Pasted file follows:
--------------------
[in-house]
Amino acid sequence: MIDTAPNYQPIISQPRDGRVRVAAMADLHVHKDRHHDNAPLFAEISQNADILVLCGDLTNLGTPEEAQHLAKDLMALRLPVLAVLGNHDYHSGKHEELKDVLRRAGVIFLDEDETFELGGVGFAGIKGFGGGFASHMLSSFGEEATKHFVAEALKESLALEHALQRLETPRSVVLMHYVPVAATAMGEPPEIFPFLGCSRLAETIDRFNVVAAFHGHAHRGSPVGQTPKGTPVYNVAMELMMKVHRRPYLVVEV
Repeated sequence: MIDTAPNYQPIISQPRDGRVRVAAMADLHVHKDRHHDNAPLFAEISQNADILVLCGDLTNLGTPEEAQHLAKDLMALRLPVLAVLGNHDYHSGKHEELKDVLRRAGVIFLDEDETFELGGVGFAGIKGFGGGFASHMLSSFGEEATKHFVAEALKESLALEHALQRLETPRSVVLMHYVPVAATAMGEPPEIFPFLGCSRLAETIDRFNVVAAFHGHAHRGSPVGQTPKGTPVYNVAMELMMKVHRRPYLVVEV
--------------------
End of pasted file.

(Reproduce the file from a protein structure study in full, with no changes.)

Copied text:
[in-house]
Amino acid sequence: MIDTAPNYQPIISQPRDGRVRVAAMADLHVHKDRHHDNAPLFAEISQNADILVLCGDLTNLGTPEEAQHLAKDLMALRLPVLAVLGNHDYHSGKHEELKDVLRRAGVIFLDEDETFELGGVGFAGIKGFGGGFASHMLSSFGEEATKHFVAEALKESLALEHALQRLETPRSVVLMHYVPVAATAMGEPPEIFPFLGCSRLAETIDRFNVVAAFHGHAHRGSPVGQTPKGTPVYNVAMELMMKVHRRPYLVVEV
Repeated sequence: MIDTAPNYQPIISQPRDGRVRVAAMADLHVHKDRHHDNAPLFAEISQNADILVLCGDLTNLGTPEEAQHLAKDLMALRLPVLAVLGNHDYHSGKHEELKDVLRRAGVIFLDEDETFELGGVGFAGIKGFGGGFASHMLSSFGEEATKHFVAEALKESLALEHALQRLETPRSVVLMHYVPVAATAMGEPPEIFPFLGCSRLAETIDRFNVVAAFHGHAHRGSPVGQTPKGTPVYNVAMELMMKVHRRPYLVVEV